Cooler weather has found its way into the valley this week. Rain and cloud cover have been the norm nearly every day. However, the forecast is looking promising for the weekend. It appears the cool weather is here to stay, but we will see some sun over the course of the next few days. TVA has been blowing out the French Broad and the Holston this week, but has managed to keep the Clinch at low-flow for most of the week. These long periods of 0 generation have been welcomed by wading anglers. Lots of folks have braved the nasty weather to target some of the larger browns and rainbows that are congregated in the upper section of the tailwater. The fishing has been good when the conditions haven’t. A #20 black and copper zebra midge was the ticket for me, along with a #16 red zebra midge fished under a small NZ strike indicator. Small streamers have been working well for some anglers that have been committed to throwing them. Sculpzilla in natural or black has been working well. In addition, dead-drifted wooly buggers can be deadly this time of year.
Persistence will pay off this time of year. With so many big fish stacked in water that is easily accessible, you have a good shot at sight-nymphing some quality trout. You can’t always expect them to eat on the first or even second drift, but small changes in your setup can make a big difference. If fish are not eating, try a slight change in depth before you clip off that fly and switch it out. I had to work hard for the large brown pictured above. After I spotted it, I could tell it wasnt' moving for much. I could see it holding and eating a drifting midge or mayfly every once in a while. At that point, I knew my depth and drift had to be perfect to convince this beast to inhale my offering. Finally, after a dozen or so fly changes I drifted into him again, saw my indicator pause for a second and I set the hook. After a short battle, I brought him close enough for me to dip my nomad under his giant head. After a few shots with the GoPro, I pulled him out of the nomad and slid him back into the cold clear water of the Clinch River. If shots at trophy brown trout like this cannot convince you to crawl out of bed on a cold Saturday morning, I don't know what will.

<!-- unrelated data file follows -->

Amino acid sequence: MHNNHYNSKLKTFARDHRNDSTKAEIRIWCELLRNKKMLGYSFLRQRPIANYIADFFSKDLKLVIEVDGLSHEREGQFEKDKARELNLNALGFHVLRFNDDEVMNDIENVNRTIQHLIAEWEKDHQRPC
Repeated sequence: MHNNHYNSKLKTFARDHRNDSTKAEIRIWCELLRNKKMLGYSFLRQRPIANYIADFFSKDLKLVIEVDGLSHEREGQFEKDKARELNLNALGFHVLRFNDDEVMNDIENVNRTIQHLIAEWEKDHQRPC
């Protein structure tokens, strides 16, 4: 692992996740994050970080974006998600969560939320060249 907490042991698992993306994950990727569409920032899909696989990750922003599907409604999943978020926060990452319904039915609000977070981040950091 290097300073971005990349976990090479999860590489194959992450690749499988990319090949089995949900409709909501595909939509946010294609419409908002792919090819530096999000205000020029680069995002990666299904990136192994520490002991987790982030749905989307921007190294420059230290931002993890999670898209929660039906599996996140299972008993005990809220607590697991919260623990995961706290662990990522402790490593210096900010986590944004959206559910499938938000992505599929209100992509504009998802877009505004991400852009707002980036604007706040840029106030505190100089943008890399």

The Clinch is not the only place you have a chance to tangle with a trophy brown. The freestone streams in the smokies have been fishing well despite the colder nighttime temperatures we have seen as of late. Heavy rains earlier this week spiked flows in many of the watersheds on our side of the mountain. The past few days we have seen water levels drop and temperatures remain in the low to mid 50s. Big browns are starting to show themselves on the East Prong of Little River. A friend of ours, Trey Marshall, had some recent luck in the park with both nymphs and streamers. He initially moved this brown with a streamer he swung along the tailout of a run. After the trout settled back behind his rock. Trey switched it up and got him to eat a pheasant tail nymph dropped off a stimulator. Your best bet at hooking some of the larger trout in Little River is going to be on cloudy, overcast, or rainy days. Those trout will be less wary and much more comfortable moving for swung flies and drifting nymphs. Darker nymphs like pheasant tails, prince nymphs, Bird’s Nest and Green copper johns are your best bet right now. As far as streamers go, Galloup’s Barely legal in yellow and brown and Sparkle minnows in various colors have been producing.
If you do get out this weekend, have fun and be safe! As always, if you have any questions please come by the shop or give us a call at 865-200-5271.